As unfortunate as it is, it is no secret that tons of financial scams exist that target the elderly population in an effort to rob them of their hard-earned money. Although awareness for these scams is now at an all-time high, thousands of people still fall prey to these scams everyday and often end up unknowingly losing a large chunk of their life savings. Below we’ve outlined some of the most prominent scams that target senior citizens that you should be aware of and avoid at all costs.
Social Security Fraud
This scam involves one party reaching out to another, falsely claiming an affiliation with the Social Security Administration (SSA) looking to take advantage of the fact that many seniors will neither care nor know how to verify whether or not the scammer is actually calling on behalf of the SSA. Usually the scammers threaten their victims with false legal charges, large fines and even threats of incarceration if they do not follow instructions. With modern technology, scammers are also able to easily change their caller ID phone number to display that of the official SSA office, further increasing the chances that they gain full trust of their victims. If you are faced with a situation like this, know that the SSA will never contact you directly via phone. It is best to hang up the phone immediately, never provide any personal information, and report the call to the Federal Trade Commission (FTC).
Another example of identity theft is when scammers call elders impersonating a Medicare representative. Many elders are tricked into giving scammers confidential information in order to update their medical records or to obtain a Medicare care. They may also claim that there is an overdue payment that the elders need to make and threaten the victim with hefty fines if they refuse to pay. As is the case with many federal programs, neither Medicare, Medicaid, the IRS, nor the SSA will call you to request personal information.
Similar to the SSA scammers, these scammers call seniors asking them to donate to a charitable cause. They will claim that they represent a reputable organization that aims to support those in need and will often reach out to potential victims after natural disasters to ask seniors to donate to those who have been affected. However, these scammers are not legally allowed to fundraise for the organization and will more than likely pocket whatever “donations” they receive. Operators of this scheme usually target their victims through phone calls, mail and email. To avoid falling prey to this scam, seniors are suggested to search the organization’s ratings on online nonprofit databases such as Guidestar and Charity Navigator and see whether or not the organization holds tax-exempt status under the IRS.
Classic Grandparent Scam
Scammers specially target elders pretending to be their grandchild in an accident or involved in some legal trouble that would require money to resolve. As a result, elders are prone to give them money to help their grandchild. Scammer would request the elders to give gift cards and mail cash, split into smaller bills in each envelope through various carriers. As of 2018, the Federal Trade Commission found that there was an average loss of $9000 per person. If one would to encounter this scam, the elder should not act immediately. Instead, call the grandchild with the correct number to confirm that they have been injured or in trouble. Elders should also pay attention to what they post on social media. Scammers may use those information to claim to be a family member. The FTC has offered to investigate the scammers by reporting it through FTC.gov/complaint.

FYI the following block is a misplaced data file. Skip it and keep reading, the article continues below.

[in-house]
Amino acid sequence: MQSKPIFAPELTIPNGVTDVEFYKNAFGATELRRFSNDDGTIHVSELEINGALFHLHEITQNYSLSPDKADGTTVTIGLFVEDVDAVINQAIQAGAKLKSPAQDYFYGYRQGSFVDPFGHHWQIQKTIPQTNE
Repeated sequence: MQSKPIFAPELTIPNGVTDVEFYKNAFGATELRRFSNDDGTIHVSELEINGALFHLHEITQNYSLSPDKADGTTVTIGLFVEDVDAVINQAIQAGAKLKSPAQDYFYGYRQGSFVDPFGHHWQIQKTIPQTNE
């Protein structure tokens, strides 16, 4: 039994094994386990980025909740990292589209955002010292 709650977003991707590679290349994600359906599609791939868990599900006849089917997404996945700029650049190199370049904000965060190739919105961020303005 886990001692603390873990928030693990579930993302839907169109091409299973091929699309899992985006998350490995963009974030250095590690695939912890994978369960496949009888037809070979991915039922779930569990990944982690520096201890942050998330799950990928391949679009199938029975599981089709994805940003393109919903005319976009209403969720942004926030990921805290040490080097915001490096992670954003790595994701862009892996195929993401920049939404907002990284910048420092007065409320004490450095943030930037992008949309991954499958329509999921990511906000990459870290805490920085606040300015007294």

Another prominent scam involves an individual or organization calling a senior citizen with news of their grandchild sustaining some sort of injury or legal trouble and requiring immediate funds to pay for medical treatment or legal services. Of course, with many seniors in this day and age not being particularly tech savvy or keen to such schemes, oftentimes these scams are successful in fooling their victims and collecting unearned cash, usually in the form of gift cards. In fact, the Federal Trade Commission reports that this particular scheme bilked over $41 million from senior citizens in 2018, almost double the amount from the year prior. The first and most important thing to do is to contact the individual in question, whether it is a grandchild or other relative, and confirm whether or not they are in need of financial assistance. After you’ve confirmed that they are not, which is usually the case, hang up immediately.
The government and the private sector have been stepping in to stop scams targeting seniors. For example, a number of banks have been training their employees to pay attention to elders that make large amount of withdrawals and warning them beforehand. The AARP Banksafe initiative also focuses on training banks to spot situations in which elders may be scammed and reaching out to them accordingly. Furthermore, the government has passed the Stop Senior Scam Act in 2019 to collect experts to raise attention and develop educational materials to help seniors recognize and avoid financial schemes. Slowly and steadily, action is being taken to protect our seniors and their hard-earned money.